House Church Talk - possibility of chat

David Anderson david at
Tue Sep 30 15:49:08 EDT 2003

      Hi all,

Lemme know if you would like to chat once or twice a week. Sunday nights, 
at first. As soon as 20 or so respond, I'll get it going, provided I can 
find a facilitator. Please reply via private email if you want to be 
contacted when chat commences. Thanks.

      David Anderson

The Cyberchurch Is Coming by George Barna
April 20, 1998

(Ventura, CA) - Fifteen years from now you may tell your grandchildren 
that back in the old days, when people wanted a religious experience they 
attended a church for that purpose. Chances are good that your 
grandchildren will be shocked by such a revelation.

A recent survey of American teenagers by the Barna Research Group of 
Ventura, California, underscores the increasing use of the Internet for 
religious purposes among young people. Currently, 4% use the Internet for 
religious or spiritual experiences. Although that represents a modest 
gain from a year earlier, the most revealing insight concerned their 
expectations for the future. One out of six teens (16%) said that within 
the next five years they expect to use the Internet as a substitute for 
their current church-based religious experience. Significantly, this 
notion was most common among teenagers who currently attend church 
regularly. African-American teens were four times more likely than white 
teens to expect to rely on the Internet for their future religious 
experience (31% vs. 8%, respectively).

If that seems outrageous, consider the fact that a recent survey by Barna 
Research among adults shows that 12% of the adult population is already 
using the Internet for religious purposes. The most common of those 
purposes is to interact with others via chat rooms or e-mail about 
religious ideas, beliefs or experiences. That represents about 25 million 
adults who rely upon the Internet for religious expression each month.

Not surprisingly, there is a clear generational bias in cyberfaith. 
Younger adults are more likely to turn to the Net for religion. Overall, 
17% of Baby Busters (ages 18 to 32) use the Net this way, compared to 11% 
of Boomers (ages 33 to 51), 8% of Builders (ages 52 to 70) and 4% of 
Seniors (71 or older). An unexpected outcome was finding non-white adults 
being 60% more likely to use the Internet for faith matters than white 
adults (16% versus 10%, respectively). Also, non-Christians are nearly as 
likely as Christians to seek spiritual input through the Net (10% versus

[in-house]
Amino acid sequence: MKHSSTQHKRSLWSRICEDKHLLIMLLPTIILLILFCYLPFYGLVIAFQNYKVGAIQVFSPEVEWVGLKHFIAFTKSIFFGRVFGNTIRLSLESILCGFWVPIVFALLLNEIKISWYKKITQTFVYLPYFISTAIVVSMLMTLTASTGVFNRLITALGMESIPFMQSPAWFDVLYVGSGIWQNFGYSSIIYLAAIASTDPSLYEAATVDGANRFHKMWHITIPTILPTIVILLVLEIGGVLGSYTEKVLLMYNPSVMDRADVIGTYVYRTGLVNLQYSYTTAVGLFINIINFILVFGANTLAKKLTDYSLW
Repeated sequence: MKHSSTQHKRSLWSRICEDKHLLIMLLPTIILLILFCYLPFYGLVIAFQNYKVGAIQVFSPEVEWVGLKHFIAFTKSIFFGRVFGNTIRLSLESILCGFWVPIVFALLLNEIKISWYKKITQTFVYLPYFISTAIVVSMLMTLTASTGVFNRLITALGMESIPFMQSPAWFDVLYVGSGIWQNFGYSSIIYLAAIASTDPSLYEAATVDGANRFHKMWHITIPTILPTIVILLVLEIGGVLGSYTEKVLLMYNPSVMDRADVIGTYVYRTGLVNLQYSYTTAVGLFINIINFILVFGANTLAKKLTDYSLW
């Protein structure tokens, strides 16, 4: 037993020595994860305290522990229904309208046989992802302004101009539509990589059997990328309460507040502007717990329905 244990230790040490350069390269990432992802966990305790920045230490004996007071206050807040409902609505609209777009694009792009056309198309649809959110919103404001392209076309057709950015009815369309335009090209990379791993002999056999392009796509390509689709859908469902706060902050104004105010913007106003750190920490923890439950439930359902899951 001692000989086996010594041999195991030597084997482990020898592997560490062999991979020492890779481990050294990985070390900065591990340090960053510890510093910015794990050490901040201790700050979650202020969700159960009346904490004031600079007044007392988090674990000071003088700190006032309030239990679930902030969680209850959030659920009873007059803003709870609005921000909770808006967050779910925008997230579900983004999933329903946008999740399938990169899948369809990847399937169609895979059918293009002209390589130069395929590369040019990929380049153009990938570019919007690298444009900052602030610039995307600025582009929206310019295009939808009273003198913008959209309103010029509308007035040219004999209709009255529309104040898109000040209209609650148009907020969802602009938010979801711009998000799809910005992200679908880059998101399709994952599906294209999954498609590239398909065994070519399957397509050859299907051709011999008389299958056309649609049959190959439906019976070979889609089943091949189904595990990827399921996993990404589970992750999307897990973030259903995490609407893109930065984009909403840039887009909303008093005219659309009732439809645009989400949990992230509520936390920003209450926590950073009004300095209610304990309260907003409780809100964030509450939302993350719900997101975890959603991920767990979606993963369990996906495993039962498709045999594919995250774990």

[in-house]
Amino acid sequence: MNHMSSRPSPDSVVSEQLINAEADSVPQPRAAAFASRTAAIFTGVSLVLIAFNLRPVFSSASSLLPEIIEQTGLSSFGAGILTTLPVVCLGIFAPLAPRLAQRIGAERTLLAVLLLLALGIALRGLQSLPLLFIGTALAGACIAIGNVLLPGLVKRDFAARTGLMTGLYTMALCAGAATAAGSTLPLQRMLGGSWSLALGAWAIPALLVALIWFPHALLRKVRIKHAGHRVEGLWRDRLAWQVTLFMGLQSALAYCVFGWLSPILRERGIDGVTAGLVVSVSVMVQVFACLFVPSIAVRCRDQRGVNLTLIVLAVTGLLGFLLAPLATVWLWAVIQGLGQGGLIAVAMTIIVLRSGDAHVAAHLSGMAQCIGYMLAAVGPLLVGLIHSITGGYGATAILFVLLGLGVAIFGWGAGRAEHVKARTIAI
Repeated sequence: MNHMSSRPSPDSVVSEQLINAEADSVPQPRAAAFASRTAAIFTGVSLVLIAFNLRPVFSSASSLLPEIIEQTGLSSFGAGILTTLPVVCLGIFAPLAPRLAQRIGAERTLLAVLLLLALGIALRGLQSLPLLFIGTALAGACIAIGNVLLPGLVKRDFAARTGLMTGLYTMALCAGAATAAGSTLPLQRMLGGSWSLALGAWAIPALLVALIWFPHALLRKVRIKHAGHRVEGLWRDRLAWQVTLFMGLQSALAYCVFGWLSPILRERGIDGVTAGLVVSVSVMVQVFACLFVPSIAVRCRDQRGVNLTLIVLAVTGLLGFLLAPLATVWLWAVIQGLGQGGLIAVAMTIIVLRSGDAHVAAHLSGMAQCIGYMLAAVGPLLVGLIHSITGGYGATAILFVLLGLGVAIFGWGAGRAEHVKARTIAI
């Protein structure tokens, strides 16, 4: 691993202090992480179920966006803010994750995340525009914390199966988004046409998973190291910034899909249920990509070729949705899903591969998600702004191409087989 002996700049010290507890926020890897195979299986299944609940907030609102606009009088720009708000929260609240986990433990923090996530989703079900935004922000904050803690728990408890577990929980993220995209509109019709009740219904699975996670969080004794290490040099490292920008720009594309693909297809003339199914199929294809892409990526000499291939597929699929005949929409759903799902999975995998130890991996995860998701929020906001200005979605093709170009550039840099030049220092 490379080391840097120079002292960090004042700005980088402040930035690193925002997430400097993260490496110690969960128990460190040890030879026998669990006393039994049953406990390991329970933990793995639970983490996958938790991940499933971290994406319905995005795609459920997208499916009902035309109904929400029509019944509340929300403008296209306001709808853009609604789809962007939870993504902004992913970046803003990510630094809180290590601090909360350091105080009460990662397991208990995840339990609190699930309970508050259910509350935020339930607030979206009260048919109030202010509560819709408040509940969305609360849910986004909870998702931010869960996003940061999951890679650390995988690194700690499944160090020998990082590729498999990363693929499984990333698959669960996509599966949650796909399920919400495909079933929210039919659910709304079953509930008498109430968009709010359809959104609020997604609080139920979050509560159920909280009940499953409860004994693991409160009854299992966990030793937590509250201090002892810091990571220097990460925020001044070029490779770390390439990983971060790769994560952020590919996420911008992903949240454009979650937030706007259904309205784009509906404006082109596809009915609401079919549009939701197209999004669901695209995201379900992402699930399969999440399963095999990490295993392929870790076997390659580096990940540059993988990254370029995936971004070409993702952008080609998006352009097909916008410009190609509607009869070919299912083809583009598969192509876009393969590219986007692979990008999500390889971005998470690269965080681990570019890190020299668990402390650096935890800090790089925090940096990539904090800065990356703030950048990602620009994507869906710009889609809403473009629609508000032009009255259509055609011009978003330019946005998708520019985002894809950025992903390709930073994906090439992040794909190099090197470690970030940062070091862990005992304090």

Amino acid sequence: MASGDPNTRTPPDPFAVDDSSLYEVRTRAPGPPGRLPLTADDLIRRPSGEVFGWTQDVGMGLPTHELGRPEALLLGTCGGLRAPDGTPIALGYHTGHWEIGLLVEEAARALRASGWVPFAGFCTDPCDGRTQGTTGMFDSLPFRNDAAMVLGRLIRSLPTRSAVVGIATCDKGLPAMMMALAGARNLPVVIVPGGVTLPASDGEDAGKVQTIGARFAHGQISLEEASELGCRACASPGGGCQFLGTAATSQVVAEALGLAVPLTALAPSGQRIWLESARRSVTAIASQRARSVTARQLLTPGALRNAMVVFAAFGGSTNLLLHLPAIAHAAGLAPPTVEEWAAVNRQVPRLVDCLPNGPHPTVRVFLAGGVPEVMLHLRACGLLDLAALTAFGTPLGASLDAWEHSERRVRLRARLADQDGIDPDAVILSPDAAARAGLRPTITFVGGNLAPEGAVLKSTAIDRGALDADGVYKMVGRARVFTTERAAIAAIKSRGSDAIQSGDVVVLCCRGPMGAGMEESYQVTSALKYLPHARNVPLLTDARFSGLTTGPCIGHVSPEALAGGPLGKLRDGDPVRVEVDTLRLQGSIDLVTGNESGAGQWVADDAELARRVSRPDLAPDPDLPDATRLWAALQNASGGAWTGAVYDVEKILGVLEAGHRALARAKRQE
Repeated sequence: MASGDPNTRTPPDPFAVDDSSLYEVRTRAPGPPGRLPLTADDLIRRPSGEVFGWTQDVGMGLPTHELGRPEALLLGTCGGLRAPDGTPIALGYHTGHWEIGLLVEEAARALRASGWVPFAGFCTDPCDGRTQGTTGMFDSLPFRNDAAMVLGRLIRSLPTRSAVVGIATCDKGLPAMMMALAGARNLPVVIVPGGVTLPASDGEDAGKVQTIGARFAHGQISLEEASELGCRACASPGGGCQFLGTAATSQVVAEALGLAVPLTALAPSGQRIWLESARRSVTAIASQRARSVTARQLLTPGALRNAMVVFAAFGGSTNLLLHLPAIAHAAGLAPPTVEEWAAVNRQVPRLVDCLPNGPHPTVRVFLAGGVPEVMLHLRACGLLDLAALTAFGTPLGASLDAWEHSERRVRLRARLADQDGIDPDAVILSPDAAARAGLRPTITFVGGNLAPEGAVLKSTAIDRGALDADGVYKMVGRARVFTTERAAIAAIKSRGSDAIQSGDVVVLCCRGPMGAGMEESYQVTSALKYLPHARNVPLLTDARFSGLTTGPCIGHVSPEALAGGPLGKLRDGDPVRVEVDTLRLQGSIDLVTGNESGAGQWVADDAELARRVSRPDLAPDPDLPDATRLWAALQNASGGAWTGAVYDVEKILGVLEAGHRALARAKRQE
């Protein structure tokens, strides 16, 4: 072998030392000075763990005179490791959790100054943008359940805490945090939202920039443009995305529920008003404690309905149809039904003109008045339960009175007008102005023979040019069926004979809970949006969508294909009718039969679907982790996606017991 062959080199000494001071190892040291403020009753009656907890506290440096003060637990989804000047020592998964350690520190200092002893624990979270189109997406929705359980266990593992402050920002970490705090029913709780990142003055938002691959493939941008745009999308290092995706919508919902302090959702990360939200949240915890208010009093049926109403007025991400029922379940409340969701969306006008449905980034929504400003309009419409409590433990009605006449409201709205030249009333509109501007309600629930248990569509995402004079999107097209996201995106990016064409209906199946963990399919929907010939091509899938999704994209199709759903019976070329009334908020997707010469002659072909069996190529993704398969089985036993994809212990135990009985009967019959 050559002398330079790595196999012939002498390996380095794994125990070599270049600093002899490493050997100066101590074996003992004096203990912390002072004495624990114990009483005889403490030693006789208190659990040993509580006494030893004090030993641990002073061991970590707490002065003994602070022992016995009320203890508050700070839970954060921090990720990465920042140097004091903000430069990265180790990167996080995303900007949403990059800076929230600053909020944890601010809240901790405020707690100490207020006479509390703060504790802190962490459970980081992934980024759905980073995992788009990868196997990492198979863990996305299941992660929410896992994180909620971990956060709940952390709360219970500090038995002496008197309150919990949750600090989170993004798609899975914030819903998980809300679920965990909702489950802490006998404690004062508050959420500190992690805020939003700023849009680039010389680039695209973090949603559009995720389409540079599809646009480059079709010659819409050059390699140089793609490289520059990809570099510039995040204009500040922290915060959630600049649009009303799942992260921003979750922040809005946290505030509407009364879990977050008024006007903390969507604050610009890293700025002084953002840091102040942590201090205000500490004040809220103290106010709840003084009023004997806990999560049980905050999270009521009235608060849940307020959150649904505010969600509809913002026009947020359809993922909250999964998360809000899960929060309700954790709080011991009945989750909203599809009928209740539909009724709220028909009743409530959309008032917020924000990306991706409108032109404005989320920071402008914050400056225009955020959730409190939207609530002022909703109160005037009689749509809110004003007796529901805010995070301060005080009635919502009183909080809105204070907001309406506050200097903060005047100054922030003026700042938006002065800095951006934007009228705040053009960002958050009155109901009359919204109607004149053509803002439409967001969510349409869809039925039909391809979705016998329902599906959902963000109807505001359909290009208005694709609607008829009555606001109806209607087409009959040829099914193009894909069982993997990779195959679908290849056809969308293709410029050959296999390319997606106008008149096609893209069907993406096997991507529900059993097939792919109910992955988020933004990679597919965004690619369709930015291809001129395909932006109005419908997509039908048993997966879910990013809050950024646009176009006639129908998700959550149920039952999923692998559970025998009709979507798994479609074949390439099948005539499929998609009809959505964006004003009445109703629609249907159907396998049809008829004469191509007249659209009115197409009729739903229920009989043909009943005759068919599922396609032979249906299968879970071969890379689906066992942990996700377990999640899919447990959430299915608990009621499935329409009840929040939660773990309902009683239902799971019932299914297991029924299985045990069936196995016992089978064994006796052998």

George Barna, president of the company conducting the surveys, explained 
some of the findings. "Our research indicates that by 2010 we will 
probably have 10% to 20% of the population relying primarily or 
exclusively upon the Internet for its religious input. Those people will 
never set foot on a church campus because their religious and spiritual 
needs will be met through other means - including the Internet. Whether 
or not the cyberchurch is a "true" church may not be pressing an issue as 
what current church leaders will do about the inevitable gravitation of 
tens of millions of people away from the existing church and how they can 
help to shape this emerging church form.

"The discomfort of today's church leaders with the cyberchurch is not 
surprising. When Willow Creek Community Church popularized the "seeker 
church" format in the late 70s and early 80s, the mainstream of the 
church community rejected the approach as an invalid and non-viable form 
of church, an inauthentic expression of biblical faith. The cyberchurch 
will receive the same treatment from today's church leaders."

Barna also pointed out that the proportion of young people currently 
using the Internet for faith purposes is underestimated. "A large 
proportion of teenagers use the Net for conversation with others. A 
substantial number of cyberchatters engage in dialogue related to faith, 
spirituality, religion, meaning and truth - the very types of 
conversations that are often initiated or fostered by churches. Teens do 
not think of those conversations as religious expression, but the sense 
of community and the spiritual beliefs fostered by such dialogue on 
spiritual matters is identical to what the traditional church seeks to 
create within its congregation."   ....

The Future Church

In Barna's newly-released book (The Second Coming of the Church, Word 
Publishing) various structures and models of the future church are 
described. "This new research supports our contention that the structure 
of the American church is already undergoing radical change. If you add 
up the proportion of people who will call the cyberchurch their "church 
home", those who will align with an independent house church and 
individuals who will be steadfastly unchurched, within the next 15 years 
a majority of Americans will be completely isolated from the traditional 
church format.

Continued on the Barna Research site. If you respond to this post, quote 
only what is needful. Thanks.

House Church Talk is sponsored by the House Church Network.

House Church Talk has been renamed. These discussions, via the web, now occur at the Radically Christian Cafe.